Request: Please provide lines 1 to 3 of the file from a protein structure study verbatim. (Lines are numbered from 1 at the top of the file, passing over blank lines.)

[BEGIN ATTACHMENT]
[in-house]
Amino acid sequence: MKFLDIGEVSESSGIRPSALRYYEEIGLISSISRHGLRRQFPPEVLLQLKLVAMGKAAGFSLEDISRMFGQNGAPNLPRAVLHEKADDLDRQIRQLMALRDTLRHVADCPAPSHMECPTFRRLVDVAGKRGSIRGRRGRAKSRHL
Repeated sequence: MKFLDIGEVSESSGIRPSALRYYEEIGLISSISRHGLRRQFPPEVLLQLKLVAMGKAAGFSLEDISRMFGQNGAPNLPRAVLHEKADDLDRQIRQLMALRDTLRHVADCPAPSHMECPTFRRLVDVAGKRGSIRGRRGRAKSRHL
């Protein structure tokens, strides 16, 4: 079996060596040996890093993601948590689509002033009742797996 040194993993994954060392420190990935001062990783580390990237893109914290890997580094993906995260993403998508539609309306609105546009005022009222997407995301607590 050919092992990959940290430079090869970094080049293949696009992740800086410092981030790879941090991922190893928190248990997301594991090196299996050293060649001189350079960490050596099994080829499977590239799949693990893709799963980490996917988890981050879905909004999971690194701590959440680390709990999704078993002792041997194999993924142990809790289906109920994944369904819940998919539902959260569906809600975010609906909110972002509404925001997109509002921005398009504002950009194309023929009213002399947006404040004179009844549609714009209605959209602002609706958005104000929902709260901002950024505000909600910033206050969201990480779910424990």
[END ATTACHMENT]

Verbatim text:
[in-house]
Amino acid sequence: MKFLDIGEVSESSGIRPSALRYYEEIGLISSISRHGLRRQFPPEVLLQLKLVAMGKAAGFSLEDISRMFGQNGAPNLPRAVLHEKADDLDRQIRQLMALRDTLRHVADCPAPSHMECPTFRRLVDVAGKRGSIRGRRGRAKSRHL
Repeated sequence: MKFLDIGEVSESSGIRPSALRYYEEIGLISSISRHGLRRQFPPEVLLQLKLVAMGKAAGFSLEDISRMFGQNGAPNLPRAVLHEKADDLDRQIRQLMALRDTLRHVADCPAPSHMECPTFRRLVDVAGKRGSIRGRRGRAKSRHL